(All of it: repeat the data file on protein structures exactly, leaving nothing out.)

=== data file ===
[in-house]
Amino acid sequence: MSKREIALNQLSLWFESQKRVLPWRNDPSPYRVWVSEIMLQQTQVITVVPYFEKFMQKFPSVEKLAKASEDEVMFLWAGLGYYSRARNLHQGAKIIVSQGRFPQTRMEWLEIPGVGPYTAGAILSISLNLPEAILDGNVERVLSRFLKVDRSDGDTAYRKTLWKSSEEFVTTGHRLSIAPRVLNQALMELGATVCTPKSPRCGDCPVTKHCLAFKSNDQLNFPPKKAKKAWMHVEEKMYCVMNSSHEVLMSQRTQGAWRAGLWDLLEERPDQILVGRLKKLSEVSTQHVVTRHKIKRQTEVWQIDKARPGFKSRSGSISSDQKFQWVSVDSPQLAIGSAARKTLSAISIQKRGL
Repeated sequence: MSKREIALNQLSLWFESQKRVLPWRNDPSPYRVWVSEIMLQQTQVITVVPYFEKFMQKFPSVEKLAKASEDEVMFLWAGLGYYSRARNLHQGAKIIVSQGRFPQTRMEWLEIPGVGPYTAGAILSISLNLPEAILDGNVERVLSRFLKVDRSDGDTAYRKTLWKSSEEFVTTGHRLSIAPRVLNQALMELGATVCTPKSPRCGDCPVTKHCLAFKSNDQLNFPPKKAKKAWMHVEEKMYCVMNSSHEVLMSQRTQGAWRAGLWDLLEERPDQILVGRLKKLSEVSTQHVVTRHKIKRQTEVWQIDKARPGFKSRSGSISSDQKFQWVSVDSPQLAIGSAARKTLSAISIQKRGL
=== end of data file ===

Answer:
[in-house]
Amino acid sequence: MSKREIALNQLSLWFESQKRVLPWRNDPSPYRVWVSEIMLQQTQVITVVPYFEKFMQKFPSVEKLAKASEDEVMFLWAGLGYYSRARNLHQGAKIIVSQGRFPQTRMEWLEIPGVGPYTAGAILSISLNLPEAILDGNVERVLSRFLKVDRSDGDTAYRKTLWKSSEEFVTTGHRLSIAPRVLNQALMELGATVCTPKSPRCGDCPVTKHCLAFKSNDQLNFPPKKAKKAWMHVEEKMYCVMNSSHEVLMSQRTQGAWRAGLWDLLEERPDQILVGRLKKLSEVSTQHVVTRHKIKRQTEVWQIDKARPGFKSRSGSISSDQKFQWVSVDSPQLAIGSAARKTLSAISIQKRGL
Repeated sequence: MSKREIALNQLSLWFESQKRVLPWRNDPSPYRVWVSEIMLQQTQVITVVPYFEKFMQKFPSVEKLAKASEDEVMFLWAGLGYYSRARNLHQGAKIIVSQGRFPQTRMEWLEIPGVGPYTAGAILSISLNLPEAILDGNVERVLSRFLKVDRSDGDTAYRKTLWKSSEEFVTTGHRLSIAPRVLNQALMELGATVCTPKSPRCGDCPVTKHCLAFKSNDQLNFPPKKAKKAWMHVEEKMYCVMNSSHEVLMSQRTQGAWRAGLWDLLEERPDQILVGRLKKLSEVSTQHVVTRHKIKRQTEVWQIDKARPGFKSRSGSISSDQKFQWVSVDSPQLAIGSAARKTLSAISIQKRGL